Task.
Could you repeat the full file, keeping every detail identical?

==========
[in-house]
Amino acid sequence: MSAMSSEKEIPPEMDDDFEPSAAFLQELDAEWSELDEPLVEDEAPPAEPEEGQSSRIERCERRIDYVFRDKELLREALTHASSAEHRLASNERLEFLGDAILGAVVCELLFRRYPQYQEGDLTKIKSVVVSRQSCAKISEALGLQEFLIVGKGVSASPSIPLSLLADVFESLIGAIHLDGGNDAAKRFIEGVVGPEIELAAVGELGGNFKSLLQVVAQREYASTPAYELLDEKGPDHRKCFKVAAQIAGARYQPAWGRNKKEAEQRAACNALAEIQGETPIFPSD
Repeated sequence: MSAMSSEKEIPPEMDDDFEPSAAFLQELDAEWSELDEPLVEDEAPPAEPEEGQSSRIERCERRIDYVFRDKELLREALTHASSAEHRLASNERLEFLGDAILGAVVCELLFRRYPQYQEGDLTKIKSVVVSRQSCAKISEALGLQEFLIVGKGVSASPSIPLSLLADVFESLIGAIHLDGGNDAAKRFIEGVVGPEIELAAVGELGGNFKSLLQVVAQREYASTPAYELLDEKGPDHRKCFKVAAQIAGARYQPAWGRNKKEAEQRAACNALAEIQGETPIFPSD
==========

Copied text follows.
[in-house]
Amino acid sequence: MSAMSSEKEIPPEMDDDFEPSAAFLQELDAEWSELDEPLVEDEAPPAEPEEGQSSRIERCERRIDYVFRDKELLREALTHASSAEHRLASNERLEFLGDAILGAVVCELLFRRYPQYQEGDLTKIKSVVVSRQSCAKISEALGLQEFLIVGKGVSASPSIPLSLLADVFESLIGAIHLDGGNDAAKRFIEGVVGPEIELAAVGELGGNFKSLLQVVAQREYASTPAYELLDEKGPDHRKCFKVAAQIAGARYQPAWGRNKKEAEQRAACNALAEIQGETPIFPSD
Repeated sequence: MSAMSSEKEIPPEMDDDFEPSAAFLQELDAEWSELDEPLVEDEAPPAEPEEGQSSRIERCERRIDYVFRDKELLREALTHASSAEHRLASNERLEFLGDAILGAVVCELLFRRYPQYQEGDLTKIKSVVVSRQSCAKISEALGLQEFLIVGKGVSASPSIPLSLLADVFESLIGAIHLDGGNDAAKRFIEGVVGPEIELAAVGELGGNFKSLLQVVAQREYASTPAYELLDEKGPDHRKCFKVAAQIAGARYQPAWGRNKKEAEQRAACNALAEIQGETPIFPSD